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Lonetree Sewalong Pt 3: Applying Interfacing & Finishing Raw Edges

By Allie

Allie is the co-founder of Indiesew and creator of all things pretty on the site. Follow Allie and receive other Indiesew updates by subscribing to the blog.

Lonetree Sewalong | Part 3: Apply Interfacing and Finish Raw Edges

It’s Part 3 of the Lonetree Jacket and Vest Sewalong and today we’re applying interfacing and finishing raw edges!

Just tuning in? Here’s the full Lonetree Sewalong schedule so that you can catch up.

For this tutorial, I’ll be approaching my Lonetree Jacket and Lonetree Vest very differently. I’ll be using my serger on my Lonetree Jacket so that serger owners can see the process. But for those of you who don’t own a serger, I’ll be sewing my Lonetree Vest without one, achieving the same level of finish.

Just like we did when we cut out the pattern, I recommend dedicating an entire sewing session to apply interfacing and finishing raw edges. It's time consuming, but totally worth it.

 

Applying Interfacing

First, let’s talk about interfacing. In the Gathering Supplies section of this sewalong, I mentioned using a weft fusible interfacing for your jacket. Weft interfacing moves more fluidly than your typical fusible. I think it looks better (in that you can’t even detect it’s there) and allows the fabric to move more easily. When interfacing very large pattern pieces, like the front facing, this is imperative.

As I previously mentioned, I’m not interfacing any pattern pieces of my mauve pink Lonetree Jacket. But I do want to add more structure to some of my army green vest. The tencel fabric has so much drape that the collar and facings need a bit more structure.

Place Interfacing | Indiesew Sewalongs

If you’ve never applied interfacing to fabric, first check out this post. I apply my interfacing (bumpy side of the interfacing to the wrong side of the fabric) with a hot, dry iron and a press cloth. Allowing the iron to rest on each segment of the pattern piece for roughly 30 seconds ensures the interfacing will fuse entirely to the fabric.

Apply Interfacing to Jacket Facings | Lonetree Sewalong

If you have any interfacing extending beyond the edges of your fabric, simply trim it off with scissors or a rotary blade. Follow these steps for all of the pattern pieces you’d like to reinforce. Step 1 of the Lonetree instructions has the full list of pattern pieces to interface.

Trim Excess Interfacing | Indiesew Blog

 

Finishing Raw Edges

With a Serger

For my pink Lonetree Jacket, I’m following steps 2 and 3 in the pattern instructions to finish the raw edges with my serger. I’m not cutting off any of the fabric here; instead I’m just running the serger blade right next to the raw edge of the fabric.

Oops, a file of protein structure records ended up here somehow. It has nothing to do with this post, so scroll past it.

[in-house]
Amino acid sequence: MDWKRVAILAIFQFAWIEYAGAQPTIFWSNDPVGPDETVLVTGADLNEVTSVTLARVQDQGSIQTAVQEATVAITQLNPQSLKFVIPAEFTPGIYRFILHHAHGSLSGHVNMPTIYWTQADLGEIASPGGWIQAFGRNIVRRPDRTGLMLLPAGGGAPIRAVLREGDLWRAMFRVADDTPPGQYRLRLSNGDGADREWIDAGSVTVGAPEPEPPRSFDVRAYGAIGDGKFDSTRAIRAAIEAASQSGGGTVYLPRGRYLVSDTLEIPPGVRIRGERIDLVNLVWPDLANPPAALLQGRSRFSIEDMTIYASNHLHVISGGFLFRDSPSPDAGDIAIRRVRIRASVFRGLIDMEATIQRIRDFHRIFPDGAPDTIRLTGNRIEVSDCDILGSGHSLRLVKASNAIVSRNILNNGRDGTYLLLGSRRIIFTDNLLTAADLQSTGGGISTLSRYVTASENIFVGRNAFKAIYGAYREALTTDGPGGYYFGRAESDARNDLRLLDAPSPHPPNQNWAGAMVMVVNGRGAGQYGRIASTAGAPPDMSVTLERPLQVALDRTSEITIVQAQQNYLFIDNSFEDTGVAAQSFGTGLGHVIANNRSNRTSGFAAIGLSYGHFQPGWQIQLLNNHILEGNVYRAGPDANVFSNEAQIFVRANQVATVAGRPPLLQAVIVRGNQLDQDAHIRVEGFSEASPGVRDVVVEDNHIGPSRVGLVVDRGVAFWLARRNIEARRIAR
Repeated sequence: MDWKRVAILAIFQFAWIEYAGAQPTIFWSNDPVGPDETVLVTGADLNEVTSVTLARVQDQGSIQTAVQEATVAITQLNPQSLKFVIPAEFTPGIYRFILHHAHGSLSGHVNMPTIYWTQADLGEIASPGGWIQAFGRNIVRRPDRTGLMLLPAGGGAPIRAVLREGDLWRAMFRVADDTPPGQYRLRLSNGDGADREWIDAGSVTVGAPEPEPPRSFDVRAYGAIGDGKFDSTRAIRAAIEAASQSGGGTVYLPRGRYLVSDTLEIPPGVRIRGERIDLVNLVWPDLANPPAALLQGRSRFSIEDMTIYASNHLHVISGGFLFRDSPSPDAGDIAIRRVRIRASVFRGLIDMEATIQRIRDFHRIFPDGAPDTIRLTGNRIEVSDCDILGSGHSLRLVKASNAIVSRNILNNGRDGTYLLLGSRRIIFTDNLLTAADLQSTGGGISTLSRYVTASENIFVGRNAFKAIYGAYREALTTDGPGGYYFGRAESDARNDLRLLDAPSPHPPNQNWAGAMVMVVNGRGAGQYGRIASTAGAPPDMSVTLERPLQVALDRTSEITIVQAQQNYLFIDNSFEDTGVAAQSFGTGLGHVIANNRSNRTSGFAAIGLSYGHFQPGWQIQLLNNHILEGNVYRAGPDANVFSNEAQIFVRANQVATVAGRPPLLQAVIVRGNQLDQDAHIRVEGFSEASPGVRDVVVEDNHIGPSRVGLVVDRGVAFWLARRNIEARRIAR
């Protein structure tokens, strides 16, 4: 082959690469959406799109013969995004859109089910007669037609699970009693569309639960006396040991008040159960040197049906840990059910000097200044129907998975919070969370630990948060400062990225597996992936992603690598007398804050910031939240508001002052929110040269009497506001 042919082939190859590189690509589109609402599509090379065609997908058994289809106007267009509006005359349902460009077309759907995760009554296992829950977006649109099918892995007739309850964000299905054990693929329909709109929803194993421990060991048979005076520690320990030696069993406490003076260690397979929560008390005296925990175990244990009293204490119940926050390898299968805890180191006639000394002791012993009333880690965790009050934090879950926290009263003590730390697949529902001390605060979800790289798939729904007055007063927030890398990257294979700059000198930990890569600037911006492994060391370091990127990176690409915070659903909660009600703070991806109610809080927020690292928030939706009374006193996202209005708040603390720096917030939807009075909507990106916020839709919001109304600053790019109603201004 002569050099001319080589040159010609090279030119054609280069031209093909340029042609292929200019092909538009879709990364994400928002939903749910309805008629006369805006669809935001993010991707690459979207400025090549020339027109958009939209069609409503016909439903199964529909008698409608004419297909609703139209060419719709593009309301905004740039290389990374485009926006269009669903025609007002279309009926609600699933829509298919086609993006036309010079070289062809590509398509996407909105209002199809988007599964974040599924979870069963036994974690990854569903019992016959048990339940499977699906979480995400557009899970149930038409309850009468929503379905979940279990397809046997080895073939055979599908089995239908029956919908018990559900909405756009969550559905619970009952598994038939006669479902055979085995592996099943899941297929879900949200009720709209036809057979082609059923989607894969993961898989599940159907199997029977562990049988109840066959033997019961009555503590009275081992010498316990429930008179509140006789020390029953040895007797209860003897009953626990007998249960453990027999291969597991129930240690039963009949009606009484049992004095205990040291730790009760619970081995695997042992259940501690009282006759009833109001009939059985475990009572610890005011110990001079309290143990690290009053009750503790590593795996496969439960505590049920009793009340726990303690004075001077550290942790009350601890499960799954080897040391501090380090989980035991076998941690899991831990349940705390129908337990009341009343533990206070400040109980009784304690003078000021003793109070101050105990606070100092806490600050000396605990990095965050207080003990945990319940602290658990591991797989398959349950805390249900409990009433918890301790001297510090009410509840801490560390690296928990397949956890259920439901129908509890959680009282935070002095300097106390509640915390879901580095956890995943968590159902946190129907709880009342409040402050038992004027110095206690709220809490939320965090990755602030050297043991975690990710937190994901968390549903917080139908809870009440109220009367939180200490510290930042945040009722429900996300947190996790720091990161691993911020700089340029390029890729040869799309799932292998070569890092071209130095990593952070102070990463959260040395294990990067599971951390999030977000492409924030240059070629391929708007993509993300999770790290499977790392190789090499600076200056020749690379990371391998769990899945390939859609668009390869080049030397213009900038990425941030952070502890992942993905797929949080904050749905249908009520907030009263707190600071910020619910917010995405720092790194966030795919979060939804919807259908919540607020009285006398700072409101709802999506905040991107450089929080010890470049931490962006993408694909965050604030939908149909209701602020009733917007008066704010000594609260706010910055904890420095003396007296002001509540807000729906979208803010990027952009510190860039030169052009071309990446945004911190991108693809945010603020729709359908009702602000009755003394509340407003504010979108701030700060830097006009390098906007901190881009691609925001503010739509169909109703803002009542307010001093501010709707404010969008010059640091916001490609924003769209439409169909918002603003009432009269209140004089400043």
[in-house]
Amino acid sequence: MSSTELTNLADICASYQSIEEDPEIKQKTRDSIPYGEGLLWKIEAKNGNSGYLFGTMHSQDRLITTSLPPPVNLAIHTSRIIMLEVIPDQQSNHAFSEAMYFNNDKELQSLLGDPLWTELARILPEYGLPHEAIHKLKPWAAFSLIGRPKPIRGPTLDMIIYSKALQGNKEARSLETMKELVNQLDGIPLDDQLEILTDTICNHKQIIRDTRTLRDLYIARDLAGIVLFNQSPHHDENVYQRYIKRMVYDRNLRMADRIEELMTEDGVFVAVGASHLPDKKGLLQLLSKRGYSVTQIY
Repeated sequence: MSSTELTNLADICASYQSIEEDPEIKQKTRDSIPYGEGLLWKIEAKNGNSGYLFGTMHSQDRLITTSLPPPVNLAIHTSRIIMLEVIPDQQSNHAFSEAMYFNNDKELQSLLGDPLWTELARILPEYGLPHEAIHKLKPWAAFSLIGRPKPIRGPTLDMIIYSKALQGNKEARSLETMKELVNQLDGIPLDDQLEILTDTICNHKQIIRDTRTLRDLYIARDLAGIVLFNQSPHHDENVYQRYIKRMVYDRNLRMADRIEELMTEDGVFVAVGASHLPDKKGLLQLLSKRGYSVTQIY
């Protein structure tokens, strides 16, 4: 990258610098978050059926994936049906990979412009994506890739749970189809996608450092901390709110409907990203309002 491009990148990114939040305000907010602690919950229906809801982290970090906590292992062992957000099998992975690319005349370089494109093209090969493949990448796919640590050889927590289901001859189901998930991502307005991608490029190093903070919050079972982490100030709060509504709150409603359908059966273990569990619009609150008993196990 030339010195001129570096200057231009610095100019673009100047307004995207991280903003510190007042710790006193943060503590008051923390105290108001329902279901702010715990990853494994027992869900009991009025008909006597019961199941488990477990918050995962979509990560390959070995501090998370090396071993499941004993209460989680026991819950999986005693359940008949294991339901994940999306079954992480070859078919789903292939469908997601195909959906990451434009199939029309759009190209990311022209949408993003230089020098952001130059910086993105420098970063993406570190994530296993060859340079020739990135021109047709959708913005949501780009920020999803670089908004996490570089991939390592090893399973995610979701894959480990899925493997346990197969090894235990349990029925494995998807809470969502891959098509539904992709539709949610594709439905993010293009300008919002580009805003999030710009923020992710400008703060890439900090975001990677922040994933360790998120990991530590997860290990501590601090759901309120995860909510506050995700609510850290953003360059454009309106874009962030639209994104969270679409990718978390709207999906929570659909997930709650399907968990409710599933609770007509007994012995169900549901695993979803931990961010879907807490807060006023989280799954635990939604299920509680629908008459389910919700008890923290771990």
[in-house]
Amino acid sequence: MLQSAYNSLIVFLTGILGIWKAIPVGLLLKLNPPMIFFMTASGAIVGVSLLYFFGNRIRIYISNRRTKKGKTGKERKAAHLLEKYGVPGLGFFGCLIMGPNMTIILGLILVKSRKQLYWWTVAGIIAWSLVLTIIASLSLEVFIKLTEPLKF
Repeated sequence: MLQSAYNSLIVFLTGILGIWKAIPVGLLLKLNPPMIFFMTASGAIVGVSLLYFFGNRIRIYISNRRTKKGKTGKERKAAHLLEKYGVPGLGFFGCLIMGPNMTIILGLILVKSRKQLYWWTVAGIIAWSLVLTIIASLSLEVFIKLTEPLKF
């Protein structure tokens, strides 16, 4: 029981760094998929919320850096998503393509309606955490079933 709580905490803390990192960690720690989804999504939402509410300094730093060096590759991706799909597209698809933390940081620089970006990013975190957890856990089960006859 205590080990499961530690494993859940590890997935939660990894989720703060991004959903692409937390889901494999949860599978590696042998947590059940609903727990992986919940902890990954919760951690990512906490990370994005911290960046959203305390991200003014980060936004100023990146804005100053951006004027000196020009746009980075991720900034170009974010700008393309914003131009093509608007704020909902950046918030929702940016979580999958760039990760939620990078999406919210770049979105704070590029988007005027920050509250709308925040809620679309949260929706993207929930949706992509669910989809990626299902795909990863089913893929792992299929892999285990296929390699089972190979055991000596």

Serge Lonetree Facings | Lonetree Jacket

Below is a diagram of all of the pieces that I’ve finished with my serger. It takes some time to do this, but will make sewing much quicker, since we won’t have to finish very many seams!

Lonetree Jacket | Serged Pattern Pieces

 

Without a Serger

For my army green Lonetree Vest, I’m planning on flat-felling the side, shoulder, and inner sleeve seams so I’ll be leaving those raw for the moment. It isn’t entirely necessary to finish the raw pocket edges, since those will be hidden insides the pockets, so I’ll leave those too.

The only edges I do want to finish right now are the front and back facing edges that will be very visible inside the jacket and will fray if we don’t take care of them. For these fabric edges I’m applying ½”-wide bias binding.

To do so, simply press one folded edge of the bias tape open. Place the bias tape so that pressed-open edge aligns with the raw edge of the fabric. Sew with a ¼” seam allowance (or along the fold of the bias tape if you’ve used a different width).

Sew Bias Binding to Facing | Indiesew Blog

Press the bias tape away from facing. Then press the bias tape up and over the facing so that the raw facing edge is sandwiched between the folded bias tape.

Press Bias Over and Topstitch | Lonetree Jacket and Vest Sewalong

You can also press the bias tape all the way to the back of the facing so that it’s not seen, but I like the contrast of the bias tape on inside of the jacket. Repeat this for the opposite front facing and the bottom curved edge of the back facing.

Note: You can also finish the facing edges in one fell swoop once the front facings are sewn to the back facing. That would create a bit less bulk at the shoulder seams when we flat fell them.

Now that our pattern pieces are finished we’re ready to make all the necessary markings! We’ll be doing that tomorrow, so make sure you’ve got your tailor’s chalk or marking pen ready.

Are you sewing your Lonetree along with us? Use #lonetreesewalong on social media to join in the fun!

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